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What Is Manual Communication?

Manual communication includes smiling.
Arms crossed over the chest is a manual communication expressing that an individual may be feeling defensive.
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  • Written By: Esther Ejim
  • Edited By: Kaci Lane Hindman
  • Last Modified Date: 11 April 2014
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Manual communication refers to a system in which people communicate with each other through means other than verbal communication. Such types of communication could include a combination of hand signals, facial gestures, and other types of body signals. Manual communication could be used on its own, or in combination with or as a supplement to verbal communication. It can be used in a variety of settings such as a means of communication with the hearing impaired, as a supplement to teaching those with reading or learning disabilities, and as a means of social communication.

As a means for instructing hearing impaired students, manual communication is very important. This is because it is their principal means of communication. Sign language is an elaborate language developed specifically for the purpose of communicating with the hearing impaired. It consists of different types of hand gestures and other body signals that may be used to convey meaning or to converse with other individuals.

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People who have learning disabilities, like dyslexia, that make it difficult for them to read, will benefit from a combination of manual communication in addition to reading. Manually communicating what the books contain makes it easier for them to comprehend the contents. Teachers and students also use manual communication while interacting with each other in the classroom. For instance, a teacher might ask a question, and the students will raise their hands. This is a form of manual communication indicating that they want to answer the question. If the teacher points at anyone, that will be a signal for the person to answer the question and for others will put their hands down.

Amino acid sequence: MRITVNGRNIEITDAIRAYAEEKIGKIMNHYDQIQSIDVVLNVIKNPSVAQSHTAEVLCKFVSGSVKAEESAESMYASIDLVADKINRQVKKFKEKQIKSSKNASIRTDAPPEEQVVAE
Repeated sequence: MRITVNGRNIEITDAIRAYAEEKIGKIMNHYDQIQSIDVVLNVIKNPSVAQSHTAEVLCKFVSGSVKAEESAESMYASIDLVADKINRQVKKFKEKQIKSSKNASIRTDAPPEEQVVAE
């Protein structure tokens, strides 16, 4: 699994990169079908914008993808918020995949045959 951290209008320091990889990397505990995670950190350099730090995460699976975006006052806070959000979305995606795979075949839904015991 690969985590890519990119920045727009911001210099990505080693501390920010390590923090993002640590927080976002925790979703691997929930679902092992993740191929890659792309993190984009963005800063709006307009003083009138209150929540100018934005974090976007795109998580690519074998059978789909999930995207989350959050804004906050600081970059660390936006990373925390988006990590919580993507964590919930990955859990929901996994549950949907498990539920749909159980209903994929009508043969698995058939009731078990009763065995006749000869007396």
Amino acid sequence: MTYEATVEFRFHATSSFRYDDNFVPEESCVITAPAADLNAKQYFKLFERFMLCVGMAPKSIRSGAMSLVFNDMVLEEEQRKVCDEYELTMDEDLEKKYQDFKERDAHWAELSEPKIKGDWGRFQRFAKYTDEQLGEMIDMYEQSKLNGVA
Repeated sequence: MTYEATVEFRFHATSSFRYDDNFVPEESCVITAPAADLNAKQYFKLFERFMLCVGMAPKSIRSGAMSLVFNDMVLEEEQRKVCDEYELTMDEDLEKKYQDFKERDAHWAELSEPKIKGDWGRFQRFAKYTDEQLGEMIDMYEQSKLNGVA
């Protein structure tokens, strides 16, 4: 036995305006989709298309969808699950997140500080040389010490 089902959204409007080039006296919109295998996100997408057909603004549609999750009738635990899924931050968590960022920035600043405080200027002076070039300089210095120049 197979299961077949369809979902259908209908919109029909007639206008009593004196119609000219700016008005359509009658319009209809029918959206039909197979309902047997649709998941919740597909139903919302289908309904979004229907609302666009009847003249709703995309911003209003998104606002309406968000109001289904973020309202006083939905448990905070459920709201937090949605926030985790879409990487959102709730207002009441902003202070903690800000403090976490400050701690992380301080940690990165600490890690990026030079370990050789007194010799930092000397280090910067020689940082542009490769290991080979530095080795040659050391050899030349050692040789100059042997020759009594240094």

In the business community, the study of the unconscious forms of manual communication can affect business relations. For instance, a financial representative that is trying to get a customer to open a bank account might read the response of the customer by studying unconscious or involuntary signals like hand or foot tapping, crossing the legs, and shifting the eyes away from the representative. All of these are signs of disinterest. The same may apply in business negotiations and during business meetings with clients.

Other people also make use of this form of communication in the course of everyday interactions. Smiling is a form of such communication, and waving the hands is also a form of manual communication. Hugging, rolling the eyes in exasperation, and even blushing are other signs of this means of communication.

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Discuss this Article

sunnySkys
Post 7

@dautsun - Manual communication is definitely pretty important in our society, and in other societies as well. A friend of mine went to Japan for a study abroad, and they have different gestures over there than we have that mean a bunch of different things. Not only did my friend have to worry about knowing the language, she had to learn Japanese manual communication also!

I imagine this would be true of any country you visit, because manual communication isn't completely universal.

dautsun
Post 6

@JessicaLynn - I can see how something like mirroring would work as a form of manual communication, as long as you're not too blatant about it. It's almost like you're showing someone you're on the same wavelength as they are, and I can see why it would make someone more comfortable.